By Carole Soule and Rick Epstein
Not long ago, I went to Manchester to see the Harrisburg (Pa.) Senators play baseball against the New Hampshire Fisher Cats. The home team is a double-A affiliate of the Toronto Blue Jays, so you can see future big leaguers playing for the Fisher Cats on their way up. Because the minor leagues cultivate talent for the majors, they are called “farm teams.”
But farm teams don’t have much in common with my farm, except for one thing: the inter-inning festivities that entertain visitors.
The intervals between innings are filled with activity. Children, dressed as teeth, race around the foul line. Two people in inflated Sumo-wrestler outfits battle it out in front of the Senators’ dugout. Minor-league fun can include dizzy bat races, shooting T-shirts into the stands, human cannon balls, and post-game fireworks. The roving camera flashes live video onto the Jumbotron, and we see fans smiling, waving, dancing or kissing. Mascot antics are a highlight. The Fisher Cats’ spirit animal is named Fungo. The heavy furry suit is heroically filled by someone willing to cavort and romp with the fans night after night in summer heat. Posing for selfies? You bet! Try not to think about the poor soul sweating inside that costume. He made his choice and wants us to enjoy his nonsense. And we do.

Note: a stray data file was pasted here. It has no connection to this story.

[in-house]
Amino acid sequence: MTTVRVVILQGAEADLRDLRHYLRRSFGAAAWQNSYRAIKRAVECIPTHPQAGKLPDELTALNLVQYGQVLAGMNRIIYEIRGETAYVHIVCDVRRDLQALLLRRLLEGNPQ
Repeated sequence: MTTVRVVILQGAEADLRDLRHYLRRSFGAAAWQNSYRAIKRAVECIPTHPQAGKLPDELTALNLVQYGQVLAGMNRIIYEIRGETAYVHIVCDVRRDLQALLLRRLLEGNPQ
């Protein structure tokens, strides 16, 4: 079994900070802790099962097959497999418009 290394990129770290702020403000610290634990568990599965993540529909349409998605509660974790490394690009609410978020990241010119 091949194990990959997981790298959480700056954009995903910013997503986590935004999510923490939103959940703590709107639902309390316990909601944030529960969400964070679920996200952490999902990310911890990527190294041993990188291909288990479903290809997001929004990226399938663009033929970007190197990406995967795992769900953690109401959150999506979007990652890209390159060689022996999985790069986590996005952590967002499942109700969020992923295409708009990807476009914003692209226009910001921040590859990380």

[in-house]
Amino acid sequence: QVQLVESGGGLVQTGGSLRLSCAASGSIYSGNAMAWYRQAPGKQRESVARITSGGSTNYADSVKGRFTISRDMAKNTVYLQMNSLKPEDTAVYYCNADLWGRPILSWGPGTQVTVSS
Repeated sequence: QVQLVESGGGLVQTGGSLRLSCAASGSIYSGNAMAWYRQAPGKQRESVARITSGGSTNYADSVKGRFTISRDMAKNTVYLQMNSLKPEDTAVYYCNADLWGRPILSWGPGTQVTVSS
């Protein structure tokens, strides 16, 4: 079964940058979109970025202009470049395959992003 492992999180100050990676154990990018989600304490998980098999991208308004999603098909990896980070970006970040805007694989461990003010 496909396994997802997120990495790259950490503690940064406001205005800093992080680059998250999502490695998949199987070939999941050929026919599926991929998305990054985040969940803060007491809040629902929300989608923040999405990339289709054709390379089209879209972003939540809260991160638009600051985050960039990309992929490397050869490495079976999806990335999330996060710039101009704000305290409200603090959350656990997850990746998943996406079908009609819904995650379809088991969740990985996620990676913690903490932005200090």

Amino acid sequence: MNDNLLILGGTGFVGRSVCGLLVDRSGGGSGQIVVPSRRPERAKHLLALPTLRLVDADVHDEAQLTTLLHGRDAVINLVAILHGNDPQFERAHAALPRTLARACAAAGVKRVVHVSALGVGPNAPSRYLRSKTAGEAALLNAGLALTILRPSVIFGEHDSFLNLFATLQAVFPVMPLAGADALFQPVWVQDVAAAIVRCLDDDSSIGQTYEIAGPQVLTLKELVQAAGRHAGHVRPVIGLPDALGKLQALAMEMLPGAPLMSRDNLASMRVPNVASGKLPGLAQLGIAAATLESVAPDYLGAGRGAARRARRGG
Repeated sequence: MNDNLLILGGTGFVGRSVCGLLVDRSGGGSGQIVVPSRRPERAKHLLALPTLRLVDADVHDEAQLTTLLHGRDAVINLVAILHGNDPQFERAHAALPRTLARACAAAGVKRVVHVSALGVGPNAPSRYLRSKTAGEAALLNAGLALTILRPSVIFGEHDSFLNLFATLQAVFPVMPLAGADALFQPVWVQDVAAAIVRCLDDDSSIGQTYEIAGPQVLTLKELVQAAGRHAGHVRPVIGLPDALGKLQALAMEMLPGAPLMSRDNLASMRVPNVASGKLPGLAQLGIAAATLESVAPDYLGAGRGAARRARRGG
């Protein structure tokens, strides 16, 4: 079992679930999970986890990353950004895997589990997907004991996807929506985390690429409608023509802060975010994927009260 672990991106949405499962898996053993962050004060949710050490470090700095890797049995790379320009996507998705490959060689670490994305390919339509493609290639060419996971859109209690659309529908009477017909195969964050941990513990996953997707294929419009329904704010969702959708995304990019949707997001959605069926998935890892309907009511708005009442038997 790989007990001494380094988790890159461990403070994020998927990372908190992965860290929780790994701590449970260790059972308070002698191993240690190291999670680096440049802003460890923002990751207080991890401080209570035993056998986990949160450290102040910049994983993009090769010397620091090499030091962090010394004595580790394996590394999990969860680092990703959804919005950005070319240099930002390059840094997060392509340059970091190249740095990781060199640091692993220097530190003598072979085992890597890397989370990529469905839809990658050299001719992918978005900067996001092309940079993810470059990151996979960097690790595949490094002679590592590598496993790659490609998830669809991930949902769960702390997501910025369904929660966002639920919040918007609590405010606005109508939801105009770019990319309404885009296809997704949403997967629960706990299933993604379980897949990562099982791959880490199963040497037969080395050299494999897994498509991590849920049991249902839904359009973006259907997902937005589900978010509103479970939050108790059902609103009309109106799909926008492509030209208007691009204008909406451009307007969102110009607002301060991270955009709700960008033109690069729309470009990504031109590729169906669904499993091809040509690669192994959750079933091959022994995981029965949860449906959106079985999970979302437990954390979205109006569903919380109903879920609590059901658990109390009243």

Yes, there is baseball, but it is brimming with fun.
If there’s one thing we all like on our farm even more than shoveling manure; it’s fun. The goats love to chase each other around the barnyard. Eleanor, the donkey, likes to kick up her heels and roll in the gravel to scratch her back. The baby calves’ favorite sport is chasing any chickens that wander into their pasture. It’s quite a show.
Our lamb is there just for petting, and her comical bleating adds to the ambiance. We have even trained some of our cattle to give rides. I’ll put a saddle on 1,400 lb, Curious Bleu, a Scottish Highlander steer with horns “out to here.” As long as he gets carrots, he’s happy to trudge around the barnyard with a thrilled child on his back. Yes, we do sell delicious grass-fed beef here. But we realize Miles Smith Farm, at the end of its own road, is not really on the way to anywhere. So we add some fun to make the farm a destination; just the way the Fisher Cats enhance the ballpark experience.
I’ll tell you another reason I’m a Fisher Cat fan – because I’m obsessed with buying local. (Have I ever mentioned that?) Nothing against our beloved Sox, but an evening of pro-baseball fun can be had that is cheaper, closer, sillier and more personal right in Manchester. (If you go, tell Fungo that Curious Bleu wants to race him around the infield.)
Carole Soule is co-owner of Miles Smith Farm (www.milessmithfarm.com), where she raises and sells pastured pork, lamb, eggs and grass-fed beef. She can be reached at email@example.com. Rick Epstein edited and contributed his baseball expertise to this story.